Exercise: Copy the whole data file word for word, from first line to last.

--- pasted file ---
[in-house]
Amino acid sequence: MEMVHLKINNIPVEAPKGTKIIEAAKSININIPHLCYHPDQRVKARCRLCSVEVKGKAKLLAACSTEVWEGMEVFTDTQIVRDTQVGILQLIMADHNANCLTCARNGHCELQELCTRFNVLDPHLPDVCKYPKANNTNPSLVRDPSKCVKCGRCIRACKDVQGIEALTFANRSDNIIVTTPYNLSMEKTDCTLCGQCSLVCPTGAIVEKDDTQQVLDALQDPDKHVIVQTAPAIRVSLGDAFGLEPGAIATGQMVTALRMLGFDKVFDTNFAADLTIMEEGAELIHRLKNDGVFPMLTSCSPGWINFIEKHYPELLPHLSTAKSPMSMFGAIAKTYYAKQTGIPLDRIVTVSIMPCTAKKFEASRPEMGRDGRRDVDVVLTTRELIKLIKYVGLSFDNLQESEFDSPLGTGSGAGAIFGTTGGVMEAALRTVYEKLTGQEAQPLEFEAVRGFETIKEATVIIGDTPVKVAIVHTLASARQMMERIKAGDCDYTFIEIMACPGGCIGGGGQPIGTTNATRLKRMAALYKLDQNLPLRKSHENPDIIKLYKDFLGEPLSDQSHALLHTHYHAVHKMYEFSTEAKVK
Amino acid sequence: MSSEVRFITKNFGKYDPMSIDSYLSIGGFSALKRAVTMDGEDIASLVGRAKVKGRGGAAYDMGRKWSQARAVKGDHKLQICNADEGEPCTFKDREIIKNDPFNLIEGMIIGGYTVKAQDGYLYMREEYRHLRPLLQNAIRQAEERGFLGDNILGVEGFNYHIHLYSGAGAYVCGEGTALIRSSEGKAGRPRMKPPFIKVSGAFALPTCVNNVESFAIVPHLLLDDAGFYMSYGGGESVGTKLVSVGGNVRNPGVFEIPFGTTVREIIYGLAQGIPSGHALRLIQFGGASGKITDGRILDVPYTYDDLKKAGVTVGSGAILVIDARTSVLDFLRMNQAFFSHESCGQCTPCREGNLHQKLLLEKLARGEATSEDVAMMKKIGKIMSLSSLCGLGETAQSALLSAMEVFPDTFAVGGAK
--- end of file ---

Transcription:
[in-house]
Amino acid sequence: MEMVHLKINNIPVEAPKGTKIIEAAKSININIPHLCYHPDQRVKARCRLCSVEVKGKAKLLAACSTEVWEGMEVFTDTQIVRDTQVGILQLIMADHNANCLTCARNGHCELQELCTRFNVLDPHLPDVCKYPKANNTNPSLVRDPSKCVKCGRCIRACKDVQGIEALTFANRSDNIIVTTPYNLSMEKTDCTLCGQCSLVCPTGAIVEKDDTQQVLDALQDPDKHVIVQTAPAIRVSLGDAFGLEPGAIATGQMVTALRMLGFDKVFDTNFAADLTIMEEGAELIHRLKNDGVFPMLTSCSPGWINFIEKHYPELLPHLSTAKSPMSMFGAIAKTYYAKQTGIPLDRIVTVSIMPCTAKKFEASRPEMGRDGRRDVDVVLTTRELIKLIKYVGLSFDNLQESEFDSPLGTGSGAGAIFGTTGGVMEAALRTVYEKLTGQEAQPLEFEAVRGFETIKEATVIIGDTPVKVAIVHTLASARQMMERIKAGDCDYTFIEIMACPGGCIGGGGQPIGTTNATRLKRMAALYKLDQNLPLRKSHENPDIIKLYKDFLGEPLSDQSHALLHTHYHAVHKMYEFSTEAKVK
Amino acid sequence: MSSEVRFITKNFGKYDPMSIDSYLSIGGFSALKRAVTMDGEDIASLVGRAKVKGRGGAAYDMGRKWSQARAVKGDHKLQICNADEGEPCTFKDREIIKNDPFNLIEGMIIGGYTVKAQDGYLYMREEYRHLRPLLQNAIRQAEERGFLGDNILGVEGFNYHIHLYSGAGAYVCGEGTALIRSSEGKAGRPRMKPPFIKVSGAFALPTCVNNVESFAIVPHLLLDDAGFYMSYGGGESVGTKLVSVGGNVRNPGVFEIPFGTTVREIIYGLAQGIPSGHALRLIQFGGASGKITDGRILDVPYTYDDLKKAGVTVGSGAILVIDARTSVLDFLRMNQAFFSHESCGQCTPCREGNLHQKLLLEKLARGEATSEDVAMMKKIGKIMSLSSLCGLGETAQSALLSAMEVFPDTFAVGGAK